Stephen King, Bullies, and Conquering the Voice of Self Doubt

In the past week I’ve had two different writers tell me the same thing. They started out with a great idea for a story and then, coincidentally, that night ended up watching a movie with a plot that almost exactly matched their idea. Both writers told me they were discouraged and thought about scrapping their idea. After all, they now had confirmation it had already been done, right?


This situation has happened to most writers at one time or another. But successful writers know that you really don’t know anything…until you write your story. Before we embark on the creative journey, we tend to believe that we’re in control. We decide on the story, the characters, the cliffhangers, the big dramatic conclusion. But the truth is that we’re a lot less in control than we think we are.

Your story will have your creative fingerprints all over it no matter what you do.

For example, let’s look at two of my favorite artists. Stephen King is known as the master of horror, and David Lynch is known for his weird films. But each of them is so much more than scary or weird. Have you ever noticed that bullies pop up in every other King story? Or that David Lynch always includes music from a 1950s crooner in the background of his scenes? I’m willing to bet that this isn’t something either one of them does consciously. These themes are their creative “fingerprints” and they probably couldn’t wipe their work clean of them if they tried.

Your writing has your own creative fingerprints on it. There are themes, phantoms, images, certain phrases, and other ephemeral bits of life, that have been implanted into your subconscious too, as you went about the business of growing up and living your life. Some of these things might grow into artistic obsession, and some will be content to make a cameo appearance in an episode of whatever piece of writing you’re working on at the moment. But that means that no two writers every truly have the same idea.

No two writers have the same set of creative fingerprints.

But when an idea is still up in your head you have no way of knowing this. It’s easy to get tricked by the sneaky voice of resistance coming from your ego that urges you to give it up, scrap the story, and decide the creative effort is useless.

The truth is that you’re going to have to be vulnerable and trust in your idea. You’re going to have to put in time, energy, and work to flesh it out and follow it down the road to completion. Vulnerability, trust, and hard work are anathema to the ego, which wants nothing more than for you to stop doing that thing that is making it so uncomfortable, and to stop doing it right now.

Maybe that’s why Stephen King writes about bullies so much. Because he knows they work on the same wavelength as self-doubt and resistance. And he knows that if we found a way to conquer them we just might be able to align ourselves, instead, with one of the most powerful creative forces in our world.

If you liked this article you might also be interested in:

The Beast of Self-Judgment

The Real Reason You Can’t Stop Procrastinating

Avoiding Roadblocks to Creativity: The Eat Sleep Write Interview

The Hidden Key to Creativity

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  • Reply Margit Sage 19 February, 2014 at 10:20 am

    Great post. I took a workshop on voice last summer, and the author’s unique fingerprint is what it’s all about. Some authors have a stronger voice than others, but we all have a voice.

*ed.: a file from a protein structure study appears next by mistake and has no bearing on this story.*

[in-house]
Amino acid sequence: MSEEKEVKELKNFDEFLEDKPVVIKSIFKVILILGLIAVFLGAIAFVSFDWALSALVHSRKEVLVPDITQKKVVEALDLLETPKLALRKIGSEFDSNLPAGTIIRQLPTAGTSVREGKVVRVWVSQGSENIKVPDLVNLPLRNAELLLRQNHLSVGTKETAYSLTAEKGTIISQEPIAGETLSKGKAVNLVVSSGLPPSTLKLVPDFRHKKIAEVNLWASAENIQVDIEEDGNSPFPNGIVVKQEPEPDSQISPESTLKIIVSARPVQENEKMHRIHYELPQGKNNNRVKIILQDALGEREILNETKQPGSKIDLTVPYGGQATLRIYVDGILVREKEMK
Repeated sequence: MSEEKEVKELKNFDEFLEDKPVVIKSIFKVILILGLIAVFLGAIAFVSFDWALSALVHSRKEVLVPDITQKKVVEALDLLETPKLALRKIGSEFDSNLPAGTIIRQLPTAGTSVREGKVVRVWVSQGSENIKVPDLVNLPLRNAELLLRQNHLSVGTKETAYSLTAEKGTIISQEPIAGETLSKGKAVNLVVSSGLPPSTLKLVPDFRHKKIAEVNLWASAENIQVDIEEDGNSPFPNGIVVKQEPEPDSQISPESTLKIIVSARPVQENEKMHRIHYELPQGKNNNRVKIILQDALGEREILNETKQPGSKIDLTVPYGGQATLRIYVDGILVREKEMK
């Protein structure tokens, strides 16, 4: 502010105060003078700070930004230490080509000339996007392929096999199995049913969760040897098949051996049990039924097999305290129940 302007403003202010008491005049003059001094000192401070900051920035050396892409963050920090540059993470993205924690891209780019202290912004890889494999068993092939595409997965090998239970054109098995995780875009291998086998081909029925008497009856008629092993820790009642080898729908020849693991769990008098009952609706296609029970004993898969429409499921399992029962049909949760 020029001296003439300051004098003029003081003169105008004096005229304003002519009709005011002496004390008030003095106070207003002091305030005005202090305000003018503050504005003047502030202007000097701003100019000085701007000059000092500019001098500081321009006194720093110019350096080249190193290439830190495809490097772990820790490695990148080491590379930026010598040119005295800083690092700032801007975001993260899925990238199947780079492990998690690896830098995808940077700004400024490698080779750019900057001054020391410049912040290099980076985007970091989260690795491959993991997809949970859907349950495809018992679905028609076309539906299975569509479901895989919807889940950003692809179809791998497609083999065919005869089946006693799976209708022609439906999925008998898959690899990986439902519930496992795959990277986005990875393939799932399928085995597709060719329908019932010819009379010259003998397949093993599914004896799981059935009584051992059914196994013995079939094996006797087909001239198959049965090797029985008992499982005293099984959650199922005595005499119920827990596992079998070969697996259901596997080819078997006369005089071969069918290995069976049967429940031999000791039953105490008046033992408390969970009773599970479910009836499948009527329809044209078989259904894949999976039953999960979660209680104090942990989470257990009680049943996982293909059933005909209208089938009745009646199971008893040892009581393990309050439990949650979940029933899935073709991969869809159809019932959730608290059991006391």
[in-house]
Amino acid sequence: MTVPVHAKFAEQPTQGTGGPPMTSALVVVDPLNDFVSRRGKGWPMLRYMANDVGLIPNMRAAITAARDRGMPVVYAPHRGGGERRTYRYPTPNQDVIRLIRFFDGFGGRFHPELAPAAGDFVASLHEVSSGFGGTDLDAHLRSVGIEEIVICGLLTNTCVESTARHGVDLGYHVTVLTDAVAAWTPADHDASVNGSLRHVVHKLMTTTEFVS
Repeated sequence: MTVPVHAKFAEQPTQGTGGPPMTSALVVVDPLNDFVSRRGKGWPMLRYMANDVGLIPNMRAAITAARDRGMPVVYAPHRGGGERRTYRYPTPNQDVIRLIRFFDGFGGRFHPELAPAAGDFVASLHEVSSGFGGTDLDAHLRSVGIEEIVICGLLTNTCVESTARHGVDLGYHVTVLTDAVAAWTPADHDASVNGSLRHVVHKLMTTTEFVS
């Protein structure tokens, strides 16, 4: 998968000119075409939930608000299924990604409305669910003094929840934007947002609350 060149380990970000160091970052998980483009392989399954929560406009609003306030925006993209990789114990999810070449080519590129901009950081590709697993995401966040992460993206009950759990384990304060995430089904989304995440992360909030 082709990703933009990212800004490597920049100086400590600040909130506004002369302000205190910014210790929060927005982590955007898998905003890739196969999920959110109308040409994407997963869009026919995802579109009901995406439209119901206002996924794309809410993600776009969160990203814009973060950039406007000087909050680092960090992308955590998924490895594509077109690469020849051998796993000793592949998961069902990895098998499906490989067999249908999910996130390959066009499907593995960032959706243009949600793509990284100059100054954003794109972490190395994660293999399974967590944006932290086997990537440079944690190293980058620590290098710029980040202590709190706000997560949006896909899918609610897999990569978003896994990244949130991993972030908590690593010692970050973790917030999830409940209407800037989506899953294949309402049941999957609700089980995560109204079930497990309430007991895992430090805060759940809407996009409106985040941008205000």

• Reply Lauren Sapala 19 February, 2014 at 11:44 am

      I absolutely agree. I think finding your true voice is sometimes the hardest part.

  • Reply Kara 19 February, 2014 at 10:20 am

    Thanks for your ongoing inspiration in these posts.

    • Reply Lauren Sapala 19 February, 2014 at 11:43 am

      Thanks for reading them on an ongoing basis Kara! 🙂

  • Reply Catherine North 19 February, 2014 at 12:21 pm

    Thank you Lauren – this is really reassuring, because I frequently worry that my themes and story lines aren’t original enough. But I’ve resolved to be vulnerable and trust in my idea. And I love the idea of creative fingerprints!

    • Reply Lauren Sapala 19 February, 2014 at 1:16 pm

      I think every writer worries about it. In fact, I even have a book on my shelf that I’ve been putting off reading because I’ve been afraid that I will find out that the storyline is just like the storyline of the novel I’m currently writing. That’s going to be my resolution, to read that book and know that no matter what my story will be different.

  • Reply Megan Cashman 19 February, 2014 at 6:38 pm

    I love the part about creative fingerprints. I’ve noticed some parts of myself come out in my stories, and sometimes I don’t realize it right away. But yeah, there’s always that issue or consequence that haunts some writers, and our books are our way of sorting them out.

    Excellent post!

  • Reply Paul Sutton Reeves 22 February, 2014 at 4:33 am

    You’ve hit the nail on the head as usual, Lauren. It’s always easy to find a reason for not doing something challenging. After all, most of Shakespeare’s plots and story lines were borrowed but his plays have arguably never been bettered. It was his unique talent and graft that made them what they were.

  • Reply Marie Ann Bailey 22 February, 2014 at 1:16 pm

    I really enjoyed this post, Lauren. I definitely have experienced the deflating experience of seeing “my” story idea played out on the big screen or heard it told to me through an audiobook. Your post is a great reminder that my story isn’t written yet and the idea, once set to paper, may turn out very different from the movie or book that I think beat me to it. As for my creative fingerprints … I’m still dusting for those 🙂

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